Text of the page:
In 1967 Milton Friedman became President of the American Economic Association. In his presidential address he laid out the argument that 'monetary policy' - control of the money supply - was a much better policy for stabilising the economy than fiscal policy (government spending and taxation). (5) The theory was - if I've understood it aright - that the money banks lend, and so the money that is available for investment, is dependent on the policies of the Central Bank - through the reserve ratios banks are expected to keep with the Central Bank as a guarantor of their ability to lend, the 'discount rate' charged by the Central Bank to lend money in the event of overnight liquidity shortages, and through the buying or selling of government securities. By these means the Central Bank can encourage banks to lend at reduced interest rates thus facilitating investment; or alternatively discourage them thus discouraging investment. Too much investment can produce higher rates of employment but with the risk of inflation and a level of production that is unsustainable in the market. In that case the level needs to be reduced at the risk of higher unemployment and deflation.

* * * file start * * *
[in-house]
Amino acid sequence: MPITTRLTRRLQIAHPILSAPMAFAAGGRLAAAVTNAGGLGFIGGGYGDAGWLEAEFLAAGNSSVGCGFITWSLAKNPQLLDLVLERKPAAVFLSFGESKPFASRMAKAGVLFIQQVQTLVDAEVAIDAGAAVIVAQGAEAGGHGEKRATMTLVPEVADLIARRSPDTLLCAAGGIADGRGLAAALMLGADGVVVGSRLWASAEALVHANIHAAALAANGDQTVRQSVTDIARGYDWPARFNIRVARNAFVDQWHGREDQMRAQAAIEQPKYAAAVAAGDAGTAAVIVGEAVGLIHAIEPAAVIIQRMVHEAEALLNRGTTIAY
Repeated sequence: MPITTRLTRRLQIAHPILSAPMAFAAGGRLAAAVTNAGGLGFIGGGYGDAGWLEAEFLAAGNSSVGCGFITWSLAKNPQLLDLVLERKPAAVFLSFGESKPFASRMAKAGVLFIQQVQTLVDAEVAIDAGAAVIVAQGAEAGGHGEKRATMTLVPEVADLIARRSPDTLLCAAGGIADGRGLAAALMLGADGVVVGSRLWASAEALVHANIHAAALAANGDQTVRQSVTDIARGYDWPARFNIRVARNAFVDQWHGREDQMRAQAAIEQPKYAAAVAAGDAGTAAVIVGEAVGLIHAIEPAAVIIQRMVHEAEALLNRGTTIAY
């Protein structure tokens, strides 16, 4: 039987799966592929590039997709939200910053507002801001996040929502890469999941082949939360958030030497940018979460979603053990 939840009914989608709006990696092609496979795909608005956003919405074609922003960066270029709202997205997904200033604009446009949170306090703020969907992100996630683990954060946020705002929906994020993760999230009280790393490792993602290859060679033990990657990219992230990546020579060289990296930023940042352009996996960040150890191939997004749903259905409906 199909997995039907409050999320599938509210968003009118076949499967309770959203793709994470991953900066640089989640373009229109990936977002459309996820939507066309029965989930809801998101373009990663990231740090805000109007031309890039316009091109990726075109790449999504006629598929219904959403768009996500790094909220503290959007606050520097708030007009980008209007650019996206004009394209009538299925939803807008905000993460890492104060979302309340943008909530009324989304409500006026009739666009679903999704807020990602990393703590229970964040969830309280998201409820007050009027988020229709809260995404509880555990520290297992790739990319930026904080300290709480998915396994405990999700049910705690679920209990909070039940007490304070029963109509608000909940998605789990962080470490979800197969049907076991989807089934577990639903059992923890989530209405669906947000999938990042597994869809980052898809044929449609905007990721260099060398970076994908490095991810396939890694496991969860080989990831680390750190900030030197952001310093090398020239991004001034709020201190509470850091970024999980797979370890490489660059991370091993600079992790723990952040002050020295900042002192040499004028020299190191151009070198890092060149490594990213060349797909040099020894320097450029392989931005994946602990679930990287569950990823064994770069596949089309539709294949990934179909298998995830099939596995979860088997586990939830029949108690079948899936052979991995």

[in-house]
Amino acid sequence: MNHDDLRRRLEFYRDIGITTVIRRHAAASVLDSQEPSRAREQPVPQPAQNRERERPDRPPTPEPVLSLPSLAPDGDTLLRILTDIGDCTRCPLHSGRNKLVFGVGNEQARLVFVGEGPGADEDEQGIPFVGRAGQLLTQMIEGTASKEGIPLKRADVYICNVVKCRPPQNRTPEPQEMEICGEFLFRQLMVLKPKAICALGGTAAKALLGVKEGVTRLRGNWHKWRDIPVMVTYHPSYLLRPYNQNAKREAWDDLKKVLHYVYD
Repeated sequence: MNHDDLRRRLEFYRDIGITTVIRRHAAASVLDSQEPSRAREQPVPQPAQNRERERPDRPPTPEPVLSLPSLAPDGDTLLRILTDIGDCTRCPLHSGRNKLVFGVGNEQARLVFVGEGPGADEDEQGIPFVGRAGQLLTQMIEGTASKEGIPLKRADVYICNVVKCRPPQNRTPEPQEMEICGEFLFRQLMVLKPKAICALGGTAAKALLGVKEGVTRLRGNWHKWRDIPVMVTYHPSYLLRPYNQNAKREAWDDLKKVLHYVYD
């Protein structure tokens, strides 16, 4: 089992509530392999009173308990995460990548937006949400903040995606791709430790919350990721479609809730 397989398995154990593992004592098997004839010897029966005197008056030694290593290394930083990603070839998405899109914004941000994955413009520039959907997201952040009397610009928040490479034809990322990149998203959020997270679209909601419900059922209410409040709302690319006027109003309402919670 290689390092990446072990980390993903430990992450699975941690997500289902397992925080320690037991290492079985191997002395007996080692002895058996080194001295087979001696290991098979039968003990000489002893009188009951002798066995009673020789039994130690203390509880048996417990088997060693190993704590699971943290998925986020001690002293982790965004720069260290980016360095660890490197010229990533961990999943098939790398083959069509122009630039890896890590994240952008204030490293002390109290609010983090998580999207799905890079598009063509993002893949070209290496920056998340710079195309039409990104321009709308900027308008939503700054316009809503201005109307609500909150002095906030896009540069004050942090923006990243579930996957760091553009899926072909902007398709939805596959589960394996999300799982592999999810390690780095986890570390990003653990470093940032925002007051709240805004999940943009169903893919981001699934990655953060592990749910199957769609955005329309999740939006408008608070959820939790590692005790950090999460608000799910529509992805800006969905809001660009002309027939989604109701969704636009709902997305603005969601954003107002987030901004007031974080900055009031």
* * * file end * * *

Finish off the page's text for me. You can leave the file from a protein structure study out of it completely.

(5) This and much of what follows is based on my understanding of William Mitchell and Thomas Fazi: Reclaiming the State, Pluto Press, 2017. 

Left to its own devices the system will balance out, ie booms will result in busts and vice versa, but the process is painful. The ideal is a balanced economy, neither too hot nor too cold, with a steady rate of growth and this is what the Central Bank policy with regard to reserve ratios, the discount rate and the purchase and sale of government securities is supposed to achieve. 

But the main thing in the eyes of Friedman and his followers is that the Central Bank should be independent of government control. Its purpose and policies should not be dictated by politicians responsible to the electorate. The expertise required is like the expertise of a doctor or a dentist, a clearly defined technical task. In the immediate post war period under the influence of Keynesian economics, the Central Bank was seen as one of the tools available to government and one of the clearly defined tasks of government was to maintain full employment. 'Full employment' has now been redefined as whatever level of employment is required to keep the economy sufficiently in balance (between inflationary and deflationary pressures) to maintain a steady rate of growth. It is called the NAIRU - the non-accelerating inflation rate of unemployment. The battle against unemployment is tributary to the battle against inflation.